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Gene synthesis methods

Update time : 2020-08-25

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Gene synthesis methods

Gene synthesis methods mainly include assembly PCR, overlap extension PCR, TBIO method, and PTDS method.


Before gene synthesis, in order to allow genes to be well expressed in different biological expression systems, researchers usually perform codon optimization on genes. 

There are 64 genetic codes, but most organisms tend to use some of these codons. Those that are used most frequently are called optimal codons, and those that are not used frequently are called rare or low-utilized codons. 

Actually every organism used for protein expression or production (including E. coli, yeast, mammalian cells, plant cells, and insect cells) exhibits a certain degree of codon preference. 

Therefore, the expression of recombinant proteins may be affected by codons. The impact of child utilization (especially in heterologous expression systems).

Without changing its coding protein, the process of changing the coding gene of a protein, removing rare codons, and reasonably optimizing its mRNA secondary structure, GC content, etc. is called codon optimization. 

The principle of codon optimization is to select different codons for each amino acid in the target protein sequence according to the codon preference of the expression system to be used to perform the combination of the entire sequence and find the best one.

1. Primer synthesis
After the researchers determine the synthetic gene sequence according to their own wishes, since there is no template, they first need to design and synthesize primers based on the double-stranded DNA to be synthesized.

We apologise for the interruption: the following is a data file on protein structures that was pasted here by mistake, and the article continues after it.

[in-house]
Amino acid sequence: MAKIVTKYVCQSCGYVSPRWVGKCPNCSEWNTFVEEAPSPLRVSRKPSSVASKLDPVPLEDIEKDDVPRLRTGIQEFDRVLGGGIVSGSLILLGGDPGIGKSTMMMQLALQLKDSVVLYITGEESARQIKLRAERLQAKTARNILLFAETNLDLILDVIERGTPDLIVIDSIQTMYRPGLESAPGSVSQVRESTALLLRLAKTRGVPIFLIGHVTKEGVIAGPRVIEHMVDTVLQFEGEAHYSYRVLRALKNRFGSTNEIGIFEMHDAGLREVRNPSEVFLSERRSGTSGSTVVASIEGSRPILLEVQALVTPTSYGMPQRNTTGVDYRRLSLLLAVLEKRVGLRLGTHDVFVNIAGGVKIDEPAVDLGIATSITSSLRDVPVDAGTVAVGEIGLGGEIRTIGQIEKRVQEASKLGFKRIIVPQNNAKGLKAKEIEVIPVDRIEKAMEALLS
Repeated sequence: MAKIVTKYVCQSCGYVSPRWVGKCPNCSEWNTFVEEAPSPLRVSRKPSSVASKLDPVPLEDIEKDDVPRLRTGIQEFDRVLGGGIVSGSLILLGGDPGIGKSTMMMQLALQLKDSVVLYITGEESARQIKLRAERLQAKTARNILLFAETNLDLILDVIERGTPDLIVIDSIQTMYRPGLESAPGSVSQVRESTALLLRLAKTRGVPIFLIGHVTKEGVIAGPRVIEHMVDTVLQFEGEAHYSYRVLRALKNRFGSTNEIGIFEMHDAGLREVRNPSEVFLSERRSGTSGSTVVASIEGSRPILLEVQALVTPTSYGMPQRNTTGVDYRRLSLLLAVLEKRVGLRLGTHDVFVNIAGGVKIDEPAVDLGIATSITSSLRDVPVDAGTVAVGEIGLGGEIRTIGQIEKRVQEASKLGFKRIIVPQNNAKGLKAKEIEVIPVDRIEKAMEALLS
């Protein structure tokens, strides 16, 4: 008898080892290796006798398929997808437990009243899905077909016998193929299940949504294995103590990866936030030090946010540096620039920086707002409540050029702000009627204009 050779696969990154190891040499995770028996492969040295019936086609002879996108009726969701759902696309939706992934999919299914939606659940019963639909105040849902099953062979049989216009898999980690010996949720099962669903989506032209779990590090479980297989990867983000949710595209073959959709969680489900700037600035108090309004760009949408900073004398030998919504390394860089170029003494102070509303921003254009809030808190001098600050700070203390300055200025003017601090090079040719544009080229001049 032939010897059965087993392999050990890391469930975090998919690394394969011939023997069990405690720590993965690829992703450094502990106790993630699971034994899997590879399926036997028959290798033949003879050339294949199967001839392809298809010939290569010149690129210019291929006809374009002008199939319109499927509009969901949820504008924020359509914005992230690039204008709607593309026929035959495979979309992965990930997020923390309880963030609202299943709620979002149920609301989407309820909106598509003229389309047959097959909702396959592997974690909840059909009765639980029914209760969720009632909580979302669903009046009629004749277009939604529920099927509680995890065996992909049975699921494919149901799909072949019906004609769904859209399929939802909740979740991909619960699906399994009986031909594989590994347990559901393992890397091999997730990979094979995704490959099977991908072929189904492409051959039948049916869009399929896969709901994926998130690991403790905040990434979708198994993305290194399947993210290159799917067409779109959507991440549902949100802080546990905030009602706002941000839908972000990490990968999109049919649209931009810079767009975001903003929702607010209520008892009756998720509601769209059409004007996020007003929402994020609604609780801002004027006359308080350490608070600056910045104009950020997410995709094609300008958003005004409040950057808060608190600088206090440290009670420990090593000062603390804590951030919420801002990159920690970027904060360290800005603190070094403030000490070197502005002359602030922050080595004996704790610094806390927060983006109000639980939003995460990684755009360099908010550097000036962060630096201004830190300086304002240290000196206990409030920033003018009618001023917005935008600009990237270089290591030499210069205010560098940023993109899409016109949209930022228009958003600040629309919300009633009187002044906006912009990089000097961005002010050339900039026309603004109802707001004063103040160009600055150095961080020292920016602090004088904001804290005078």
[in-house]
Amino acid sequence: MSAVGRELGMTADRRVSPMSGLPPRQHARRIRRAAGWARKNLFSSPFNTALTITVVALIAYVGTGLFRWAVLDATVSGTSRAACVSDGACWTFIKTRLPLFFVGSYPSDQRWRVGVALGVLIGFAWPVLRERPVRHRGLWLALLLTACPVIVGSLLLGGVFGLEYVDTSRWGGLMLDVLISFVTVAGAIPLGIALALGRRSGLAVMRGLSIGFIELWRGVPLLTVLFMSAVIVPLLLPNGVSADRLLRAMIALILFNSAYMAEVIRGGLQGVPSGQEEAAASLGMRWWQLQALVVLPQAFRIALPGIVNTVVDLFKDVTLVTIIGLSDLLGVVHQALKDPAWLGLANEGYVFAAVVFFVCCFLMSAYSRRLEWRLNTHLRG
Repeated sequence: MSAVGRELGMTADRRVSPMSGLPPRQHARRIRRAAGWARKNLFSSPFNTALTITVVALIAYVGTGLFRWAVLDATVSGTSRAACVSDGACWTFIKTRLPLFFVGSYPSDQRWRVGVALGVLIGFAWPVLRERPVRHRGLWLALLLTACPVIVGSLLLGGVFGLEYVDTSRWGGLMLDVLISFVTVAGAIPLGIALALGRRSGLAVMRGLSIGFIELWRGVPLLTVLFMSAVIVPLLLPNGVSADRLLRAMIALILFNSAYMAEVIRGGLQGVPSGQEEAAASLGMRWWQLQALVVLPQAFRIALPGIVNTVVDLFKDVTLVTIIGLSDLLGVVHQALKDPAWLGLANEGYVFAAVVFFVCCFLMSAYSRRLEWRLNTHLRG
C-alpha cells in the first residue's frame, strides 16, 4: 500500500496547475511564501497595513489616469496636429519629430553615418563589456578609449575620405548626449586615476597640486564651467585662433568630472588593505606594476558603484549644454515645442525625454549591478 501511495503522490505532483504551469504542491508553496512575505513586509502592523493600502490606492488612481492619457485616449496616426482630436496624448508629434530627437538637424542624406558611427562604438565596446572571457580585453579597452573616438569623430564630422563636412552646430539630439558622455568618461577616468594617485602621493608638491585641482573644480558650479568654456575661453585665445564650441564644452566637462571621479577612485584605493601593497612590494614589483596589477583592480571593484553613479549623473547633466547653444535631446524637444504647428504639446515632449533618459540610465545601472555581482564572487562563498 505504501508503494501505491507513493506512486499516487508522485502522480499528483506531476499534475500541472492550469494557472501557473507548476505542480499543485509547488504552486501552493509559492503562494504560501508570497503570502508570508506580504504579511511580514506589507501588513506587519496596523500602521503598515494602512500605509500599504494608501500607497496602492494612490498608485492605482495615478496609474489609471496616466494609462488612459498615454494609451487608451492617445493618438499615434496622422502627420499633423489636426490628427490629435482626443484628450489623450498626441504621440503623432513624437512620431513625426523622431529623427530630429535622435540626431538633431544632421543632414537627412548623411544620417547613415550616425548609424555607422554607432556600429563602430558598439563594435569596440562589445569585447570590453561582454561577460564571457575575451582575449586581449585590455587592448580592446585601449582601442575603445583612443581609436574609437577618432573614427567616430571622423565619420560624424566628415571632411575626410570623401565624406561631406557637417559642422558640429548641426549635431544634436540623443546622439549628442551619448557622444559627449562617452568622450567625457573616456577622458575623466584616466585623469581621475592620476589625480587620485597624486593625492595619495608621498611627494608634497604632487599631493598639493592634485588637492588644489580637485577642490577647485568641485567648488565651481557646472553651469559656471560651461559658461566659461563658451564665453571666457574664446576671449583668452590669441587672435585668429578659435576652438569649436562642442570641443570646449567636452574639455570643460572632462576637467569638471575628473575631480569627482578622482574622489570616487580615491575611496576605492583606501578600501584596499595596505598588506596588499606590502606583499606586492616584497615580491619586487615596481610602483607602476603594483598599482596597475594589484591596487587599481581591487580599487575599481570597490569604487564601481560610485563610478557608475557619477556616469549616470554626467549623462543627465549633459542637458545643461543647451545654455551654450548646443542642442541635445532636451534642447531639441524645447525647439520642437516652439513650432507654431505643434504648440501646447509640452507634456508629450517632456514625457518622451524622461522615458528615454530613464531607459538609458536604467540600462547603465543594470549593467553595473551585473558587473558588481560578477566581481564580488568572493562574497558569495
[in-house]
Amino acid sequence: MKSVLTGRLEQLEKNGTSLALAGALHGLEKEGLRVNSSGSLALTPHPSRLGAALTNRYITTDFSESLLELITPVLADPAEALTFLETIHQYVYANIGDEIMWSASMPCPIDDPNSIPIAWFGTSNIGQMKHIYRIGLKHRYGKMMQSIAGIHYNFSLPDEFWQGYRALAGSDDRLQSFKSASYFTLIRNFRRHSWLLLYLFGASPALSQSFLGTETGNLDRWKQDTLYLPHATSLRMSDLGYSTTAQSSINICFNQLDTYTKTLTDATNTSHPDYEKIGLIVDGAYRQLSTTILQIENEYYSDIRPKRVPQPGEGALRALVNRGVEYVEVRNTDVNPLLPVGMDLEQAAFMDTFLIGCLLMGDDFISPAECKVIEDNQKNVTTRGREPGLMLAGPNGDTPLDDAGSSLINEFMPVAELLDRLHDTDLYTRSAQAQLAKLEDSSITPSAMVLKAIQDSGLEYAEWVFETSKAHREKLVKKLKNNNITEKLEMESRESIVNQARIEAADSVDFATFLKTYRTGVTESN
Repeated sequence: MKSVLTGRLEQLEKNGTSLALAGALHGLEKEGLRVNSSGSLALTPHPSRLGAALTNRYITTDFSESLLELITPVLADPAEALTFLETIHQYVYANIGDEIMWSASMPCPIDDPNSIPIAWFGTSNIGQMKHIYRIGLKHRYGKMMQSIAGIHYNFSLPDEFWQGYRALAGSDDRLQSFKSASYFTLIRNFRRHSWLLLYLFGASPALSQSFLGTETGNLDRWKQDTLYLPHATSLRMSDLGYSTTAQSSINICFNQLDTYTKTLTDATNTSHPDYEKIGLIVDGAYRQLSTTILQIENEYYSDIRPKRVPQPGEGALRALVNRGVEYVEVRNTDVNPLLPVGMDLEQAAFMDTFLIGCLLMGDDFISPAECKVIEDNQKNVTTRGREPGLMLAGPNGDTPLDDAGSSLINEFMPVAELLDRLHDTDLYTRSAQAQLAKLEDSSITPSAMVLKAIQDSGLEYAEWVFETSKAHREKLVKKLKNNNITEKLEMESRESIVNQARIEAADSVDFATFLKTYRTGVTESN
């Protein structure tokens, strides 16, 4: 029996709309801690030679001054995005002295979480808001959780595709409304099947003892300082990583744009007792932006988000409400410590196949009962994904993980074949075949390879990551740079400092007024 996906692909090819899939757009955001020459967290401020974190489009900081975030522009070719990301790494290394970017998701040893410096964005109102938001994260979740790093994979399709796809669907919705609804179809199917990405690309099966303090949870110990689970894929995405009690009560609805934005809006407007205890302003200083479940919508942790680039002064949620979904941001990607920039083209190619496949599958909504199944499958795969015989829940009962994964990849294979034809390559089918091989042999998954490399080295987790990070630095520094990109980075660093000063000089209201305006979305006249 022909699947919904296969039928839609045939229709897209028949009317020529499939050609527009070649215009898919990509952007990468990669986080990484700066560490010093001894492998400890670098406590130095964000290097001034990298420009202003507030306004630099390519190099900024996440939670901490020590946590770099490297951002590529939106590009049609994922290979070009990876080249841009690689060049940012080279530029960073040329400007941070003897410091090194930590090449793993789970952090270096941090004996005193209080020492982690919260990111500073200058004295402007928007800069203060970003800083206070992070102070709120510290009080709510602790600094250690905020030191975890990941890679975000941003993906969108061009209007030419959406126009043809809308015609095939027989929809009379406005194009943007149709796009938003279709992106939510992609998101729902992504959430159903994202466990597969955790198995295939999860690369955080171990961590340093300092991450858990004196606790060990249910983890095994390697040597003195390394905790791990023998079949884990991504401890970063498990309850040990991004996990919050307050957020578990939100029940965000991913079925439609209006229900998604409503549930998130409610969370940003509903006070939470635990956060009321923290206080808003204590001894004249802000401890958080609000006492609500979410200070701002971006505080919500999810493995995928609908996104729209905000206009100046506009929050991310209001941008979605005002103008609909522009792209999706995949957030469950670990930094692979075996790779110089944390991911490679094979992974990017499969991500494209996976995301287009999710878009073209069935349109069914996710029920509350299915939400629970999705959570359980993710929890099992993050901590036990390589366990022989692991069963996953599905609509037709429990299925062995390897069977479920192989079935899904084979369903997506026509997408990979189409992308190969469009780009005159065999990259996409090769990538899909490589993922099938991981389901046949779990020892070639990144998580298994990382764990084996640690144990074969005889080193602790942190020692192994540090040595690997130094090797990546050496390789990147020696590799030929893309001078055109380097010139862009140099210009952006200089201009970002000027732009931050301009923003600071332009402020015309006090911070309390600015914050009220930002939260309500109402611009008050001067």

At present, the primer synthesis basically adopts the solid phase phosphoramidite triester method. The phosphoramidite triester method to synthesize DNA fragments has the characteristics of high efficiency, rapid coupling and relatively stable initial reactants.
2. PCR amplification with primers as templates
After the primers are synthesized, the primers serve as templates for PCR amplification. The basic principle of PCR technology is similar to the natural replication process of DNA, and its specificity relies on oligonucleotide primers complementary to both ends of the target sequence.
3. Connection transformation, bacteria inspection and testing
Through the PCR reaction, the double-stranded DNA we need can be amplified. But the stability of the PCR product is low, we need to ligate it to the plasmid, transform it into a competent state, and spread it on a plate overnight. The positive clones can be picked from the plate the next morning. The picked clones need to be verified by colony PCR again to verify whether there is a full-length gene insertion. PCR is performed with the head and tail primers. If there is a product, it indicates that there is a target gene. The verified clones are transformed into test tube culture shake bacteria, after which the plasmids are extracted, purified and sent for sequencing.
4. First-generation sequencing
Currently, we are using first-generation sequencing, also called sanger sequencing. Sanger sequencing uses a DNA polymerase to extend a primer bound to a template of a pending sequence until a chain terminating nucleotide is incorporated. Each sequence determination consists of a set of four separate reactions, each containing all four deoxynucleotide triphosphates (dNTPs), mixed with a limited amount of a different dideoxynucleotide triphosphate (ddNTP).
5. QC verification

The sequencing result is compared with the target gene, and QC enzyme digestion verification is performed at the same time. If the sequencing result and the digestion verification result are correct, the synthesis of the target gene is completed. According to the above steps, a gene sequence of about 800 bp can be synthesized in 5 days under smooth conditions.